Experts Bemoan Non-passage Of PIB During Buhari’s First Term
Industry experts have expressed disappointment as the Petroleum Industry Bill did not become a law during the first term of President Muhammadu Buhari, despite assurances and promises from the legislature and the executive.
A key obstacle to the growth of the Nigerian oil and gas industry has been widely described as the regulatory uncertainty caused by the delay in the passage of the PIB.
The PIB, which has been in the works since 2008 when it was first introduced to the legislature, suffered setbacks in the sixth National Assembly and the next.
“The non-passage of the bill just creates additional uncertainty because you have told the world that you are going to reform your oil industry since the year 2000. And since 2008, you have been sending bills to the National Assembly and nothing has come out of it,” the Director, Emerald Energy Institute, University of Port Harcourt, Prof. Wumi Iledare, told our correspondent.
He added, “That is why the industry is not as efficient as it ought to be. We can’t be governing based on 1969 law in 2019.”
The bill seeks to change the organisational structure and fiscal terms governing the industry.
The eighth National Assembly split the PIB into four parts — Petroleum Industry Governance Bill, Petroleum Industry Administration Bill, Petroleum Industry Fiscal Bill and Petroleum Host Community Bill — to fast-track its passage into law.
After its passage by both the Senate and the House of Representatives, the PIGB was transmitted to the President for assent in July last year to enable it to become law but it emerged in August that Buhari declined to assent to the bill.
The Senior Special Assistant to the President on National Assembly Matters (Senate), Ita Enang, identified the provision of the PIGB permitting the Petroleum Regulatory Commission to retain as much as 10 per cent of the revenue generated as one of the reasons Buhari declined to assent to the bill.
The Lagos Chamber of Commerce and Industry, which has members operating in the oil industry under the aegis of the Oil Producers Trade Section, said the non-passage of the PIB was a major setback for the industry as well as the economy.
The Director-General, LCCI, Mr Muda Yusuf, in a telephone interview with our correspondent, described the PIB as a major reform instrument “to bring about the kind of transformation that we seek in the petroleum sector.”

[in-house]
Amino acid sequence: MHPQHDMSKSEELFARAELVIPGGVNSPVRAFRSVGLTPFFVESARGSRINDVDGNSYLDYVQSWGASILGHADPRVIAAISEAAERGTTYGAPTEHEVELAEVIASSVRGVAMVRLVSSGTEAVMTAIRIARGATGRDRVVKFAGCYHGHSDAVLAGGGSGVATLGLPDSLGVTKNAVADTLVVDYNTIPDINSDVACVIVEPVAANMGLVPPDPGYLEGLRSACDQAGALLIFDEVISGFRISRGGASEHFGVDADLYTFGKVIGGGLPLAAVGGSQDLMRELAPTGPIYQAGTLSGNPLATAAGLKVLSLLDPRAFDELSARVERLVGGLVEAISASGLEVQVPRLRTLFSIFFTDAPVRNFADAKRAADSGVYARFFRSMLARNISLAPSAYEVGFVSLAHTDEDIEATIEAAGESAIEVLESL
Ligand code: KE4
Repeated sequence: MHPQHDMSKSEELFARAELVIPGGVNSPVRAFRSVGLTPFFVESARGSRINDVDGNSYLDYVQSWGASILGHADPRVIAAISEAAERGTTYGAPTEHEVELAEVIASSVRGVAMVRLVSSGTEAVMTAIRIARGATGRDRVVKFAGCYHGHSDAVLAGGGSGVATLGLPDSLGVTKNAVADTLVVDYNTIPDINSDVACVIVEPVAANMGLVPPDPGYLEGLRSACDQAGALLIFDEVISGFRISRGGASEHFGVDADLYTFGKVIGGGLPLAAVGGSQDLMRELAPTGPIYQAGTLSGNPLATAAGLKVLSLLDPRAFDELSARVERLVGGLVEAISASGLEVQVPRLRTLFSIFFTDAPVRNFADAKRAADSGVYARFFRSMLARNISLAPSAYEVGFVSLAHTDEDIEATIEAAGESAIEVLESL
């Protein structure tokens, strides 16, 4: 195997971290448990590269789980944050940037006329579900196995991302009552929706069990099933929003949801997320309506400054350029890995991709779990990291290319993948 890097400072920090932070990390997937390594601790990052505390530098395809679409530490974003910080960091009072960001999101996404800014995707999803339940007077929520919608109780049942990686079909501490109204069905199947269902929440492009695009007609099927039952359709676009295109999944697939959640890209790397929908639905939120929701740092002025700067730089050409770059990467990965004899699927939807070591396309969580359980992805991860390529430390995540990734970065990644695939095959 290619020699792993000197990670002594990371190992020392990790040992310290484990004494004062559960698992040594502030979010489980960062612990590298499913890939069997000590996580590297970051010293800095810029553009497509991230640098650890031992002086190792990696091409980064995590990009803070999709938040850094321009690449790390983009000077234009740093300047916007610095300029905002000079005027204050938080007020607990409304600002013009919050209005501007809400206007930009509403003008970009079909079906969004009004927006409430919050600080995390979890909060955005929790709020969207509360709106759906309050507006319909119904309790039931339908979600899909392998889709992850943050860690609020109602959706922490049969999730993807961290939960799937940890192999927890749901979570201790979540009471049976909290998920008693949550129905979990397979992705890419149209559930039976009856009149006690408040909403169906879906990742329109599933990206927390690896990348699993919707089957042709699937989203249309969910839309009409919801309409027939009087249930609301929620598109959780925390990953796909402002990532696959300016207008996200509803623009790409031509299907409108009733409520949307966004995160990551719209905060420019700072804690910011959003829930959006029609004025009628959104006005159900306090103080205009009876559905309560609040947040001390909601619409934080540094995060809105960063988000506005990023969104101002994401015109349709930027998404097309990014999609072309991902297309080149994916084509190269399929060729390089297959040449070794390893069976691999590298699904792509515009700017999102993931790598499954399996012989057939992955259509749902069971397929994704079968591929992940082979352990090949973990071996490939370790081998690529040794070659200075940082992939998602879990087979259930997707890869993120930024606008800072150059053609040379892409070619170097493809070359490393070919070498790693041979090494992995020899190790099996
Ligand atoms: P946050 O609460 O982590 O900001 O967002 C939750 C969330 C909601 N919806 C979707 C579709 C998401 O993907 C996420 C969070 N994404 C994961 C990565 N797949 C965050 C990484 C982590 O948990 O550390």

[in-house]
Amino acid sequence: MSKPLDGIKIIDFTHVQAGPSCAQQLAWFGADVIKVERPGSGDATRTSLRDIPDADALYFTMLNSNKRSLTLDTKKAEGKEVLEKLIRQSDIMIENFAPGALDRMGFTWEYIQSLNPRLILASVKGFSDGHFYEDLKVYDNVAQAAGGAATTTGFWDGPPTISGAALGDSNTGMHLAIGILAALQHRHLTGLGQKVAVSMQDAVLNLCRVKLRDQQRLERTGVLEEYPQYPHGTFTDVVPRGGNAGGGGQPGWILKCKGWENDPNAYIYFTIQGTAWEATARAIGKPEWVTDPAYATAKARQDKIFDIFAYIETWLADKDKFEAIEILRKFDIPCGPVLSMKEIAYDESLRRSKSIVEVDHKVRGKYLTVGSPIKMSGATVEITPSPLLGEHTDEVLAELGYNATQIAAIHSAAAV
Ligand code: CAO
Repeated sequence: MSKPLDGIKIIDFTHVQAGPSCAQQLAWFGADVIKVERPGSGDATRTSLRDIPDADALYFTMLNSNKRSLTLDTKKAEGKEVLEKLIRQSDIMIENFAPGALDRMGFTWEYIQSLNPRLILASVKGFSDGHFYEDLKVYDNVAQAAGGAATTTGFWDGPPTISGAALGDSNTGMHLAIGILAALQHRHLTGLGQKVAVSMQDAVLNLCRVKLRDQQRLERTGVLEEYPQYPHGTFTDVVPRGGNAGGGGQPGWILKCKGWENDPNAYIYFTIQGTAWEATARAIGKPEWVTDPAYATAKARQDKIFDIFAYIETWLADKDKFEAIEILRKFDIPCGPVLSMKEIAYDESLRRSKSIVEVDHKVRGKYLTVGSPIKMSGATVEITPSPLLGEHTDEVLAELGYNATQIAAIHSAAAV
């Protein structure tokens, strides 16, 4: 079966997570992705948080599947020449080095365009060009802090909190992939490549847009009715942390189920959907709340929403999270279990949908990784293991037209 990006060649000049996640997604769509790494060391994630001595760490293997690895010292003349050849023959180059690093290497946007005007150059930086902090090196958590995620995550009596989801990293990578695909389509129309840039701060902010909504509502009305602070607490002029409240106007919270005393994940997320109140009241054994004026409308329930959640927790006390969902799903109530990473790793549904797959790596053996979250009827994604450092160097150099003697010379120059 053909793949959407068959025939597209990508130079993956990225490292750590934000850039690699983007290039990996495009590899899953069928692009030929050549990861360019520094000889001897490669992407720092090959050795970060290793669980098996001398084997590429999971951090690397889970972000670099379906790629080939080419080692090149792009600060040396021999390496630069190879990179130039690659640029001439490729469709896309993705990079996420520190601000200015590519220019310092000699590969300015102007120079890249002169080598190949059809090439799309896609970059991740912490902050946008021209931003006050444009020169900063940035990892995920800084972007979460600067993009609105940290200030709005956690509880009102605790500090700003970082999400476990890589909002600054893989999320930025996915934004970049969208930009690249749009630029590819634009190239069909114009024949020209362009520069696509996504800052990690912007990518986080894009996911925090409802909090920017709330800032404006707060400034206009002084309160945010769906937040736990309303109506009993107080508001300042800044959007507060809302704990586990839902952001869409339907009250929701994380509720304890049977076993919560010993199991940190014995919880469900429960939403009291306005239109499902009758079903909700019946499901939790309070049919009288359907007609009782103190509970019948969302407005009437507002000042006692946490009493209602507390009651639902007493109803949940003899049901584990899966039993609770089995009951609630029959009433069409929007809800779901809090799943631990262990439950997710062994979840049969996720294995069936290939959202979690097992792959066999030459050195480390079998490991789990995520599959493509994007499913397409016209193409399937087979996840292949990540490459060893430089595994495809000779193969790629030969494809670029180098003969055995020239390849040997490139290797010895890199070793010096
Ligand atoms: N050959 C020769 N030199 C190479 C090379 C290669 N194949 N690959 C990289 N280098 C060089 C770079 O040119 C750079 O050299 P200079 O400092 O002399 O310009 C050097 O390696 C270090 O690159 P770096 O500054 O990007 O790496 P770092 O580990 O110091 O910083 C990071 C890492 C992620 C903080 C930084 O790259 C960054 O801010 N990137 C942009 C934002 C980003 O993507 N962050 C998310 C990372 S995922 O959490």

He said, “But unfortunately, we haven’t made any progress at all. In fact, if there is any sector where there is no significant progress as far as positive change or transformation or reform is concerned, it is the oil and gas sector. We have really retrogressed as far as the sector is concerned.
“We need to make our oil sector competitive globally. Right now, we are losing a lot of investments to Angola; most international oil companies are now investing in Angola. The earlier we understood this, the better for us.”
Decrying what he called “unnecessary uncertainty” occasioned by the delay in the passage of the bill, Iledare said, “Investors will be wary and the competition is keen. Twenty years ago, only five countries were producing oil in Africa. Today, nearly every African country along the coast has oil; so there are other places investors can go to.
“Companies are mostly developing what they have; they are not looking for new reserves; you can’t sustain the oil and gas industry unless you are investing in new reserves.”
The immediate past Chairman, Petroleum Club, Lagos, Mr Godswill Ihetu, said, “Unfortunately, the PIB has dragged on for many years; it may have caused people to not invest. But I think that will be for new entrants – people who don’t know Nigeria. But the current players in the industry – the multinationals – know Nigeria and can assess their risks and still invest, and they are investing.”
The Energy Information Administration, the statistical arm of the US Energy Department, said as a result of the uncertainty, international oil companies in Nigeria had sanctioned (reached a final investment decision)on only one of the eight planned deepwater oil projects.
“Regulatory uncertainty has resulted in fewer investments in new oil and natural gas projects, and no licensing round has occurred since 2007. The amount of money that Nigeria loses every year from not passing the PIB is estimated to be as high as $15bn,” the EIA said.
According to the LCCI boss, the government has not shown sufficient enthusiasm for reforming the sector.
“We are losing out on the huge potential of the sector in terms of revenue, investment, and quality jobs because the environment, in terms of governance, legislation and regulation, is just not right. My prayer and hope are that in the next phase of this administration, it is going to be one of the high priorities for this government, and I hope it will have the political will to be able to undertake the necessary reforms,” Yusuf added.